Product placement at its most heroic
- Harley Davidson and the Marlboro Man review by Count Otto Black
This film is obviously so pleased with itself that I feel a bit mean giving it only two stars. But then again, smugness is seldom endearing. And when a movie opens with a disclaimer that it in any way endorses the commercial products its two heroes are named after (by the way, the least irrelevant of the female characters is called Virginia Slim), you have to wonder if they thought things through properly before shooting began.
The hidden elephant in the room, which gets in the way of everything else as soon as you spot it, is that this film contains so many direct lifts, including bleeding chunks of dialogue, from "Butch Cassidy And The Sundance Kid" that it's practically a remake. Let's be honest here. Mickey Rourke isn't Paul Newman, and Don Johnson (remember him?) very, very definitely isn't Robert Redford, so any hint that they're supposed to be comparable was always going to be a bad idea. Though to be fair, Mickey Rourke does do a pretty good Bruce Willis impersonation throughout, even if a lot of the time he looks as though he's having trouble keeping a straight face. He later admitted he only did it for the money - $2.75m, which was nearly a tenth of the budget, and more than a third of what this bomb ended up grossing.
As for the plot... Well, as our heroes keep smugly reminding us, they're "free spirits" (even if they're named after a brand-name and a corporate advertising logo), therefore they can do what they want all the time with no consequences, and make beautiful women into their playthings just by smiling at them. And what's more, they're such great guys that they'll stop at nothing to do "the right thing" and avenge the murder of their friends by the smirking, heavily-armed, mega-rich one-dimensional bad guys, even though the friends they're risking their lives to avenge would all still be alive if our heroes hadn't talked them into doing something incredibly stupid in the first place.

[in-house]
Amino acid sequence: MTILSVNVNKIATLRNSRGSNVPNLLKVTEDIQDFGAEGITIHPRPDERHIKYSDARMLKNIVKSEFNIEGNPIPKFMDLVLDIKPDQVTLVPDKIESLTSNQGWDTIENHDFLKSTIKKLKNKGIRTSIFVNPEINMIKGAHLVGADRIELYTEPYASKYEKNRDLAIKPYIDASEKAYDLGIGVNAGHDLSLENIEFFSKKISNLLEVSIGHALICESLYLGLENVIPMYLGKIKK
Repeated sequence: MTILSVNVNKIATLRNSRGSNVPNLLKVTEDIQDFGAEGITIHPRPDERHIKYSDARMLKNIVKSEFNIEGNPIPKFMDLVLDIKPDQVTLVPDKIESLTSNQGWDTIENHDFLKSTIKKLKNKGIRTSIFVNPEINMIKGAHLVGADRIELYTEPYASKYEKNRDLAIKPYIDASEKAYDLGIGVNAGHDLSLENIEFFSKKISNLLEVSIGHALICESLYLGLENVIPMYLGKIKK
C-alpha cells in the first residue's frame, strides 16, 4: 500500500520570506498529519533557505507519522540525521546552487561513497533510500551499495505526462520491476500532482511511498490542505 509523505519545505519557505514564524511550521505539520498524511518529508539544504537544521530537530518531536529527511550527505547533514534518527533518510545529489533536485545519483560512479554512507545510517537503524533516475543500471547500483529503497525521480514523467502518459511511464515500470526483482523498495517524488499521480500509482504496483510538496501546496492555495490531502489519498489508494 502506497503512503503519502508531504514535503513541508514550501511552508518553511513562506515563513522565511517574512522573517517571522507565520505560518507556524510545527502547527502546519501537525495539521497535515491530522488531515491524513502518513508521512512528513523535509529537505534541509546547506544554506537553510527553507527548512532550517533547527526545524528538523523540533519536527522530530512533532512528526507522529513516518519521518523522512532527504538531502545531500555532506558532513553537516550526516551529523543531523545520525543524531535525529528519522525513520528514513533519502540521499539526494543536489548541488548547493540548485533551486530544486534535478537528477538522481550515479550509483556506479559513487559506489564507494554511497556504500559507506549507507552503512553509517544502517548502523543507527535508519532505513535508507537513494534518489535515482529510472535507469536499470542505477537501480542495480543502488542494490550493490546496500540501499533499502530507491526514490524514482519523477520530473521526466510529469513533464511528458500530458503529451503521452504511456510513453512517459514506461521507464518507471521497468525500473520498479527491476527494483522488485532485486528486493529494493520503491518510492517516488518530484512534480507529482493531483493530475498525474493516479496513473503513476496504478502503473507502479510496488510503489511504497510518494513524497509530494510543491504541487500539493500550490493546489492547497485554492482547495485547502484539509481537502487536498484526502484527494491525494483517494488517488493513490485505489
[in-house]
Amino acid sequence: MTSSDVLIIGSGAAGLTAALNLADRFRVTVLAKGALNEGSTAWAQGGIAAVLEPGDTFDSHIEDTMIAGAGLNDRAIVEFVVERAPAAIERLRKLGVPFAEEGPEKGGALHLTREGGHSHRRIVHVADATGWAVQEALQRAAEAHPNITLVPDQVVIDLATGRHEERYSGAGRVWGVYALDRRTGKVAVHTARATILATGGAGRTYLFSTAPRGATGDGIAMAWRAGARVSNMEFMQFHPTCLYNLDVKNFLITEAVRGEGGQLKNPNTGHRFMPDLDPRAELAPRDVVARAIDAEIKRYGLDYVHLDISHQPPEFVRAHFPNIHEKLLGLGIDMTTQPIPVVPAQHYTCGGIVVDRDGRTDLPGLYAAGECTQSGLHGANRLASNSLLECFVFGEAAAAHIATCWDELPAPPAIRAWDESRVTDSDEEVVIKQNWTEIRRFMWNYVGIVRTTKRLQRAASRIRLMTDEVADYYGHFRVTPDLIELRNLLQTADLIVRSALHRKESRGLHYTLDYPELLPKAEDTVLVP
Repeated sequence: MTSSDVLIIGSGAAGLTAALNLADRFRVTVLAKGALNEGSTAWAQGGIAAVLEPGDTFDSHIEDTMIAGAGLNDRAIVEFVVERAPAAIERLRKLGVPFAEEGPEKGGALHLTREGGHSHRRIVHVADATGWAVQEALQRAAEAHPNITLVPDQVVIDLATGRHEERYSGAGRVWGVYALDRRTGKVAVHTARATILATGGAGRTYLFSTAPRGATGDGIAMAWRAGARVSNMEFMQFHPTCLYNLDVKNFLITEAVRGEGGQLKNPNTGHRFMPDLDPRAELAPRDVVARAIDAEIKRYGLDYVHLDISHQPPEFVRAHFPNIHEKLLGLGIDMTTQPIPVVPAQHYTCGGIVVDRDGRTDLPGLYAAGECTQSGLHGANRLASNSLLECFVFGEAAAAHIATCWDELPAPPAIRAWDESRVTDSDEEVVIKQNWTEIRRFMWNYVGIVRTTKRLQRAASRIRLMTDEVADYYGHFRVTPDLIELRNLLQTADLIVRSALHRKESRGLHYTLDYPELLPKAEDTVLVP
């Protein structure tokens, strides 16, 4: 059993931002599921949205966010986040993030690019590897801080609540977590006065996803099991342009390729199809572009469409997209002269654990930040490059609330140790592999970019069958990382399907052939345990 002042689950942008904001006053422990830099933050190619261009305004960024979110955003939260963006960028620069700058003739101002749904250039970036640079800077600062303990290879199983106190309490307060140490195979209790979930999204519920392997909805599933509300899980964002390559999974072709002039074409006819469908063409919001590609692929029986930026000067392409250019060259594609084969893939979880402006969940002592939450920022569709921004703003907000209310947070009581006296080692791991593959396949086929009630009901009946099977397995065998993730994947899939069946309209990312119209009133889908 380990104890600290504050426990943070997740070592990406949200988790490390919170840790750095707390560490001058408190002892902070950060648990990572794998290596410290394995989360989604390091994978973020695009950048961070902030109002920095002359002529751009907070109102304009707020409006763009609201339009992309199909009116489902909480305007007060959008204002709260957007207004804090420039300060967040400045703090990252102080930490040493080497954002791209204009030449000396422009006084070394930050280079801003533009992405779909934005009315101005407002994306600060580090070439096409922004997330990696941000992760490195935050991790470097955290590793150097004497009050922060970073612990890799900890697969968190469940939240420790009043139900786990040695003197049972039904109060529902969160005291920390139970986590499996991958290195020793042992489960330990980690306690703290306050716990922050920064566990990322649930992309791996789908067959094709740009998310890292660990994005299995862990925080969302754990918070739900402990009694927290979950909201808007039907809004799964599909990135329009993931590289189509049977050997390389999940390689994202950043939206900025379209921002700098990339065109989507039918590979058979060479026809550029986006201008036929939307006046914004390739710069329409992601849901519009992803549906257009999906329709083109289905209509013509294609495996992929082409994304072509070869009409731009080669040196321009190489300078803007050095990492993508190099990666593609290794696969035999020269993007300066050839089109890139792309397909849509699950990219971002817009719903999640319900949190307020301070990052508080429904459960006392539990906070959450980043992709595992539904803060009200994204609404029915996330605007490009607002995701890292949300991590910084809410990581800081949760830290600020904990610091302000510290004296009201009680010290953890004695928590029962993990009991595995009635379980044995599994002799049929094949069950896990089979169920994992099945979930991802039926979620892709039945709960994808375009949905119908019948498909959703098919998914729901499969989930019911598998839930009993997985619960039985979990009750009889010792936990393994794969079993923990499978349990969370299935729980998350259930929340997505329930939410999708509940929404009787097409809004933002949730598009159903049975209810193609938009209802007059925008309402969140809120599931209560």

To be honest, the thing that got my attention the most, other than the constant distraction of spotting yet another quote from Butch & Sundance, was the fact that the bad guys have ridiculously long black leather coats, therefore, because "The Matrix" was still 8 years in the future when this movie was made, they look exactly like boringly generic modern good guys. Oh, there's some shooting - quite a lot, in fact - and men do what a man's gotta do, which naturally involves machine-guns and helicopters and the odd exploding car, but it's all a bit too self-congratulatory. It was a resounding flop in 1991, and 24 years later it hasn't become a cult classic, just a curious period piece which passes the time well enough, gives film buffs an exceptionally good opportunity to play "spot the pointless references to another film", and has an absurdly ill-advised title.
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